At a banquet on February 28, Nixon hyperbolically called his visit “the week that changed the world.” The Nixons’ trip contributed to the eventual Westernization of China and shifted the balance of power, placing the United States in a cardinal position between China and the Soviet Union, at least until Watergate diluted Nixon’s diplomatic influence. It may also have helped the president resolve the Vietnam War. U.S. editorial responses to the visit were cautious, but generally positive. “A smiling dragon is a big improvement over one spitting, but it is still a dragon,” opined an editorial in the Los Angeles Herald Examiner.

The trip…certainly proved them to be one of the most powerful couples on the world stage. Kandy Stroud of Women’s Wear Daily was struck that Nixon “seems to have taken a second look at his wife.” The man who had ignored or sniped at his wife in public suddenly seemed “genuinely attentive and gentle.” Stroud noticed that he coaxed her to his side when she fell back to let him garner the attention.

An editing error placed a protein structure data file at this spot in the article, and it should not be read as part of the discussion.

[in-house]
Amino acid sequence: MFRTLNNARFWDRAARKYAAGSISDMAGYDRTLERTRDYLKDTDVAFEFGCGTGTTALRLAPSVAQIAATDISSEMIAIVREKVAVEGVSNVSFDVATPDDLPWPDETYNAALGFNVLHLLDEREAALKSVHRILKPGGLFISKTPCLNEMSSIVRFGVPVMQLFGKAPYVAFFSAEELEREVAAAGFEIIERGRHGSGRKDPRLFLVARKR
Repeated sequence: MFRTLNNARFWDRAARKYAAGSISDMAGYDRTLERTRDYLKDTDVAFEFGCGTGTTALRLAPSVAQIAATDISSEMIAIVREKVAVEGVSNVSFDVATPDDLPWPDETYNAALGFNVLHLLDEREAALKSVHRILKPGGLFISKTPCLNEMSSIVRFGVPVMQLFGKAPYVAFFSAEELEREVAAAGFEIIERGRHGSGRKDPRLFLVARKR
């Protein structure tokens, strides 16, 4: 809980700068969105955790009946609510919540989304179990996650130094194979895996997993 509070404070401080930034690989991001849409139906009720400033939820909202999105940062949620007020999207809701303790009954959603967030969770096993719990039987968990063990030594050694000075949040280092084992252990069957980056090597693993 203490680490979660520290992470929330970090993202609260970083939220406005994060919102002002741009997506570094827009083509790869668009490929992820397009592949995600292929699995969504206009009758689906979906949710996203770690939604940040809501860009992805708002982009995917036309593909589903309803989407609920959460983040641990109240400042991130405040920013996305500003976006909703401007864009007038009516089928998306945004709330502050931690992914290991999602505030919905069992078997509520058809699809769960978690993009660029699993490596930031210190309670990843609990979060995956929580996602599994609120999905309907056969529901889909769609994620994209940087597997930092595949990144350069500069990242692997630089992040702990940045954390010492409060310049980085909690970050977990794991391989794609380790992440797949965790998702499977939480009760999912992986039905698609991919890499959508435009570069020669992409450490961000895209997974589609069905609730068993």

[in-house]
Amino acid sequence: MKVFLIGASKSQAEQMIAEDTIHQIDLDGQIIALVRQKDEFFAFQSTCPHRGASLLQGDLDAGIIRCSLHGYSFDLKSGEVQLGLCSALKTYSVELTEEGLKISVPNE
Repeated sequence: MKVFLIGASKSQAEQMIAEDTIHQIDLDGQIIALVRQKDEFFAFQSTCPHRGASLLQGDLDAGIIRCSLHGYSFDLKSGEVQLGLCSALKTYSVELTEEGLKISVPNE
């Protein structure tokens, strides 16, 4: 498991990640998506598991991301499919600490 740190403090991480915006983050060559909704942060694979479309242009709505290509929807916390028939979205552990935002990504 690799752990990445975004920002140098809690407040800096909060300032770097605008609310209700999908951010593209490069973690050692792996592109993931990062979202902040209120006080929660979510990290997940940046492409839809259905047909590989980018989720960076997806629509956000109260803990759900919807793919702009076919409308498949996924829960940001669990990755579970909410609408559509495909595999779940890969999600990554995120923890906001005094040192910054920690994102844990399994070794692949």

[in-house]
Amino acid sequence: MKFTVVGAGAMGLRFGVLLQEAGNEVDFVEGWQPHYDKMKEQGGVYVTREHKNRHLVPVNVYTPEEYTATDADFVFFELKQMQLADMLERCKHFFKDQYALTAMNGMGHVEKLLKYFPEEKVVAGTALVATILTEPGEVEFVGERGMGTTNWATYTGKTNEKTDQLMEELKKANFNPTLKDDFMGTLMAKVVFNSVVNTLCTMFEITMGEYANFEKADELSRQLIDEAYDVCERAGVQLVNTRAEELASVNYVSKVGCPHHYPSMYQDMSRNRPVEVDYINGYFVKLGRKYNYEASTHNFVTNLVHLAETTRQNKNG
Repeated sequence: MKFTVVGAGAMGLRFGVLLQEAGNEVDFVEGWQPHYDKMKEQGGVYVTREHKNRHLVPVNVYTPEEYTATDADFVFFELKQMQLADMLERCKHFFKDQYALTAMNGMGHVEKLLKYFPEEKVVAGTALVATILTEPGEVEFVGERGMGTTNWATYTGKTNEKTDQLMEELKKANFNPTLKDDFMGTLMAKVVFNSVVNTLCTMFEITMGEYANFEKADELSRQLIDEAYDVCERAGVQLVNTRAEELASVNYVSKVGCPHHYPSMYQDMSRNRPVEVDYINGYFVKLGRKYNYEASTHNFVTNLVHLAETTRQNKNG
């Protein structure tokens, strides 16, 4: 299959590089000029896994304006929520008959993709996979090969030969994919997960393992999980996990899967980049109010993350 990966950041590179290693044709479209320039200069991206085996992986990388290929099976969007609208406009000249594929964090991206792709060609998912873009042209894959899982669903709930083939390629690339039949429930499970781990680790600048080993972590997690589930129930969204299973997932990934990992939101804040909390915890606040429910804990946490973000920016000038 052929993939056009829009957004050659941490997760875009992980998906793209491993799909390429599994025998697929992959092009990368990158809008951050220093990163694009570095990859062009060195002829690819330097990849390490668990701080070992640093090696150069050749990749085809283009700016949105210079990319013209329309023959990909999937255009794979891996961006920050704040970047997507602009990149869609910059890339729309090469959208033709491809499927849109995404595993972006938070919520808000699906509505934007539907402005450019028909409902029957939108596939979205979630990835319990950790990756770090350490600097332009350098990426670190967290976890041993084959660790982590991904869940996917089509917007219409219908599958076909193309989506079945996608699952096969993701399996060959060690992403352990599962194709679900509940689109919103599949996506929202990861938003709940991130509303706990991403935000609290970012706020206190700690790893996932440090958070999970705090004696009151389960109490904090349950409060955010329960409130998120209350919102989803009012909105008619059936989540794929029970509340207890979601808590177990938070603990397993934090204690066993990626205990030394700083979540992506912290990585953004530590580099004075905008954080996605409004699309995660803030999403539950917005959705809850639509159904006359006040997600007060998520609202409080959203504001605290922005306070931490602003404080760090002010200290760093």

No one was trendier that year than Pat Nixon in her red wool coat on the far side of the world. Chicago Today wondered in a February 24 editorial whether historians might conclude that while Dick conducted business, Pat did “the important work,” establishing “direct and friendly contact with the Chinese people on a normal human level” through her “unfailing warm, gracious conduct.” White House correspondent and columnist Robert Thompson editorialized that Pat had achieved a perfect balance between playing “a vital role in world affairs” and maintaining a “feminine manner.”

In the diplomatic arena Pat had become a woman truly of the early 1970s—someone who balanced significant achievement with a domestic and family focus.”